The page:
Burn After Watching
The world’s first plastic made Hollywood possible—and killed thousands of people along the way.
In this episode of The Disappearing Spoon, Sam Kean breaks down the history of nitrocellulose. This thick, transparent liquid was the world’s first plastic and could be shaped into anything, including billiard balls and photography film. With nitrocellulose film, you could run reels of pictures together quickly, which gave birth to the first movies.
The only fatal flaw with this plastic is that it’s also extremely combustible—so much so that it can burn underwater once it gets going. This led to notable tragedies in movie theaters, as well as in hospitals that used nitrocellulose X-rays such as the Cleveland Clinic Hospital, where 122 people died in a fire in 1929.
Host: Sam Kean
Senior Producer: Mariel Carr
Producer: Rigoberto Hernandez
Audio Engineer: Jonathan Pfeffer
Photo: Cleveland Memory
Imagine it’s 1909 in Brooklyn, New York, about 9:00 a.m. You’re walking along through an Italian neighborhood, munching on an apple for breakfast. Suddenly, you hear something.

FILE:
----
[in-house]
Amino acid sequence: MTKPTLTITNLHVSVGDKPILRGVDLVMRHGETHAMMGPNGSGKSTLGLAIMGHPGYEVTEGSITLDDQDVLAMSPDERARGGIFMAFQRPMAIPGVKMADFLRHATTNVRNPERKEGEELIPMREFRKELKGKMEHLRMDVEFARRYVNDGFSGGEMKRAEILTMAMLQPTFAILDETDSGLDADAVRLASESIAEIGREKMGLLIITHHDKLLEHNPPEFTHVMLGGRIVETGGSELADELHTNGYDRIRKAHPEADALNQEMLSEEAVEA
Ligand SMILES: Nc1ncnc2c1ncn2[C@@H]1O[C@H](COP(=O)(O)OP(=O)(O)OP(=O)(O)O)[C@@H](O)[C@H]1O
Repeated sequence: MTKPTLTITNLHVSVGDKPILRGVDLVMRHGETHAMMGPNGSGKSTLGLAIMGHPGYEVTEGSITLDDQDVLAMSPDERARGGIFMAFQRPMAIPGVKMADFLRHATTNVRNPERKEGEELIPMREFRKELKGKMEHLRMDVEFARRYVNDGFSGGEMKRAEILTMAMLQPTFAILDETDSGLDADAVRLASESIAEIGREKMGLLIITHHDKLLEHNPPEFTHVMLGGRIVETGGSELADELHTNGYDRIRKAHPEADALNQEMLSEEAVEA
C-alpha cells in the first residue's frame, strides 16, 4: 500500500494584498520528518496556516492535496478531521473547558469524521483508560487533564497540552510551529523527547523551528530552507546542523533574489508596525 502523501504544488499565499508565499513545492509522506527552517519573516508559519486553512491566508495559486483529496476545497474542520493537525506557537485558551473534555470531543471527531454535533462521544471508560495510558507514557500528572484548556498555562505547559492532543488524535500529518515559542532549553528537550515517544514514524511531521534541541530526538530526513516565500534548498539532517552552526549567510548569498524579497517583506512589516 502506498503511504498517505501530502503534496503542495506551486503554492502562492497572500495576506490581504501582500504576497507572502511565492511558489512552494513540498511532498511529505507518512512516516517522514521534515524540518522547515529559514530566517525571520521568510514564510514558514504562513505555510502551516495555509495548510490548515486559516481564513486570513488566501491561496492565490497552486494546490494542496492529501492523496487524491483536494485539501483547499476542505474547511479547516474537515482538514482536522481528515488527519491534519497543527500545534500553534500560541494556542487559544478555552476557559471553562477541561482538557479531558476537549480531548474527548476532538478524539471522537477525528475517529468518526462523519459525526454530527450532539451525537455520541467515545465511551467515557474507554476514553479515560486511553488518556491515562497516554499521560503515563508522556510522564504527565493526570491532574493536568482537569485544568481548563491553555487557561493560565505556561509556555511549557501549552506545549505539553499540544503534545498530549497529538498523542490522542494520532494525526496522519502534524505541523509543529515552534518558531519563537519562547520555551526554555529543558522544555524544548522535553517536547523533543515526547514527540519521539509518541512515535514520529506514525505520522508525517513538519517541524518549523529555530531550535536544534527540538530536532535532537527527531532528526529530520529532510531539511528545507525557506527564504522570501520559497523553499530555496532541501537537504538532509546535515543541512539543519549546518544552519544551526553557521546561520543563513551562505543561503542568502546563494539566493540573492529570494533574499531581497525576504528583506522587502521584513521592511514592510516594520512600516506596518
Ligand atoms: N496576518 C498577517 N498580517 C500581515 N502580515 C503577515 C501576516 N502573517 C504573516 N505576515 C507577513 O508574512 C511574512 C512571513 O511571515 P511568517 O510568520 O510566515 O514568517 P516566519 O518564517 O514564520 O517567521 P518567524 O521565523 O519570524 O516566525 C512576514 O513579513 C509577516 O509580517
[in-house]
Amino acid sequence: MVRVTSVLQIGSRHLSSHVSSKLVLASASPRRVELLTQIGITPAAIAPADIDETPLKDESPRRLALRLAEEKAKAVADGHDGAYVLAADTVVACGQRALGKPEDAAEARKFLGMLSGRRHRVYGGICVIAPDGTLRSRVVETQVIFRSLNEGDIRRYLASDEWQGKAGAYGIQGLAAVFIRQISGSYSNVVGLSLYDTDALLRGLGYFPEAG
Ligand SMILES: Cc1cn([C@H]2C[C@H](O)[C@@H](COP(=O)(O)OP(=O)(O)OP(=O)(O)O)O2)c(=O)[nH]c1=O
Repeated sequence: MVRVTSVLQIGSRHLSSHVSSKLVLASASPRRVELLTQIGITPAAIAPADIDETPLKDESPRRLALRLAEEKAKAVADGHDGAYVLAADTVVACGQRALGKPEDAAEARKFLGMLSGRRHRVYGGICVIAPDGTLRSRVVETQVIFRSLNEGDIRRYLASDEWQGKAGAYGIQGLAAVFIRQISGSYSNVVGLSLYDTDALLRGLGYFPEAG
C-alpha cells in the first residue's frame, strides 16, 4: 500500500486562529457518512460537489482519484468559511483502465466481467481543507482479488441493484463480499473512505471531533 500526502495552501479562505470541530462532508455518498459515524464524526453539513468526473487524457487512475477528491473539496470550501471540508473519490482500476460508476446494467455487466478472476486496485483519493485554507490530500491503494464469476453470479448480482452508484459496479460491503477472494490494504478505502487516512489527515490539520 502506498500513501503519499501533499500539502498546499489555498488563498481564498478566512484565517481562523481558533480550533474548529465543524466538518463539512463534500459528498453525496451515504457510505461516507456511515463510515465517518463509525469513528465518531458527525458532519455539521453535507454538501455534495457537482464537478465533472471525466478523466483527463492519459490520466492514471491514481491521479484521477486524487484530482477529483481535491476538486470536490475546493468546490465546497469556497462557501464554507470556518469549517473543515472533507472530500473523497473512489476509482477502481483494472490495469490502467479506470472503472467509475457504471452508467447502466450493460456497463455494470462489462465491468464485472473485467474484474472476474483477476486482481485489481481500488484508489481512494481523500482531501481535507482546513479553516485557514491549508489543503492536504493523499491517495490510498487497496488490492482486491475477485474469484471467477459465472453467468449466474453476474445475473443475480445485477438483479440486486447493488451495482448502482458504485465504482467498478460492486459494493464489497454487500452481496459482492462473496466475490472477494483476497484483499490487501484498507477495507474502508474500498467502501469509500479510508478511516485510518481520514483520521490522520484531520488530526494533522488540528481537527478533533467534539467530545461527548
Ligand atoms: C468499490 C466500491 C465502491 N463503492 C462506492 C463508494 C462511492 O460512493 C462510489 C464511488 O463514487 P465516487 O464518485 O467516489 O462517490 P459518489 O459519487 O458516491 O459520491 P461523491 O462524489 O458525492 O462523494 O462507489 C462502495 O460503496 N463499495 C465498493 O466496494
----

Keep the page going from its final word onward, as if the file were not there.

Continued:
It’s coming from the next block over. You look up, and above the roofline, you can already see smoke—thick brown clouds. You start running, but you know immediately where it’s coming from. People have been calling that factory a deathtrap for years.
You rush up, and sure enough, the factory is engulfed in flames—from basement to roof. You see a young Black man hauling a limp, burned body out the door. Then above you, more screams. You look up, and see people at the windows on the third floor. You yell at them to jump—jump!